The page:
After a bill to require peace officer training when responding to hate crimes failed in the House, some North Dakota lawmakers are taking a different approach to the issue.
House Concurrent Resolution 3045 calls for a study on how often bias-motivated crimes happen in North Dakota to get a clearer picture of the data.
One example happened in 2017 when a woman reportedly yelled “We’re going to kill all of you,” at a group of Somali women in Fargo. According to the legislation, North Dakota had the second most bias-motivated crimes per capita as recently as 2015, but there are few studies on the topic.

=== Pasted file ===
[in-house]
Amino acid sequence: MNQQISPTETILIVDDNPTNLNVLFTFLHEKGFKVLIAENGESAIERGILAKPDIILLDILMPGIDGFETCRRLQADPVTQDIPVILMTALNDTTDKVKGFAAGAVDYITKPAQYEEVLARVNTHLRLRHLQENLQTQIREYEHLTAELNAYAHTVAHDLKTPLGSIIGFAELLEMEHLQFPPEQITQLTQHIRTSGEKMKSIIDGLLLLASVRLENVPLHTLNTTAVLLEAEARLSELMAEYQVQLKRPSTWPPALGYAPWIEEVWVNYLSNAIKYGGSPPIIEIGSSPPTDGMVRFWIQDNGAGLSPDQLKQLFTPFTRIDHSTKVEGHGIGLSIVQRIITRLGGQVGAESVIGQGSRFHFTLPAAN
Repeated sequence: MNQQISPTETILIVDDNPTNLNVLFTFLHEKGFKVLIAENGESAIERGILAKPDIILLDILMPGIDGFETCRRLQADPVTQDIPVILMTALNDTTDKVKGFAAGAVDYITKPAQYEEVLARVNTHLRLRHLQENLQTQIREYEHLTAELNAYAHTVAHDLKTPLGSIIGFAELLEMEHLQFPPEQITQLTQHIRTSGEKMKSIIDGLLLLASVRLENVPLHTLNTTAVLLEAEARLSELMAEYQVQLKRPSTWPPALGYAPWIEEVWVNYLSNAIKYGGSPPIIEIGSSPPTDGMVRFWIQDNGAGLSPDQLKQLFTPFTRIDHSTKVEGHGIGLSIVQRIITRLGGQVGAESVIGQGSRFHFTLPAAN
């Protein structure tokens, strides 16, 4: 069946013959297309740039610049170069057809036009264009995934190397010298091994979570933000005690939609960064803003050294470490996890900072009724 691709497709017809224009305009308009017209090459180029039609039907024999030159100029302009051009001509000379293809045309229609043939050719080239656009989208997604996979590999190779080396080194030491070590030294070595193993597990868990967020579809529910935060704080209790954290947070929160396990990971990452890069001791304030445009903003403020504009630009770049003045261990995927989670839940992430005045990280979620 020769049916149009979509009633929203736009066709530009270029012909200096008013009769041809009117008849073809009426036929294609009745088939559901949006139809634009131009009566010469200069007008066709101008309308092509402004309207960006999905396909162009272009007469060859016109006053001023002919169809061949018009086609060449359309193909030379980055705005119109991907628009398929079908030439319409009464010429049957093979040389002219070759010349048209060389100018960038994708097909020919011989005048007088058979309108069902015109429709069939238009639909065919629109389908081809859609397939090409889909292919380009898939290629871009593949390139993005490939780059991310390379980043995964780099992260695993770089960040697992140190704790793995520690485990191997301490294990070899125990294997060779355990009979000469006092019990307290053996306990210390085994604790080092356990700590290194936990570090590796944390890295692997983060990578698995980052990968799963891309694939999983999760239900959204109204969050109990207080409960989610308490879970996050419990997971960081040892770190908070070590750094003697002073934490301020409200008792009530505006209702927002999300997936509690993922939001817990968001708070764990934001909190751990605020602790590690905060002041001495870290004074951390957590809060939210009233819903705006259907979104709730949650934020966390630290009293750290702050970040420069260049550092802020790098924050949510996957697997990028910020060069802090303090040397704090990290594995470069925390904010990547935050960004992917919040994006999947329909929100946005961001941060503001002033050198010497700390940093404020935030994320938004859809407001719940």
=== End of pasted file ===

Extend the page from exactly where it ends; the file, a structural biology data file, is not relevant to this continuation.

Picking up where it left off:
Rep. Ruth Buffalo says she’s heard from constituents, even before her time in the office about the issue and a study would be a first step toward addressing the problem.
“It’s an ongoing conversation and discussion where people will informally reach out and share ‘What do I do,’ this is what happened to their family member or themselves, so it’s a current issue and we hope to address this, and in turn keep our talented workforce here in North Dakota,” Buffalo said.
Other states have similar legislation, including Wyoming, which introduced a bill this year to provide harsher penalties for hate crimes.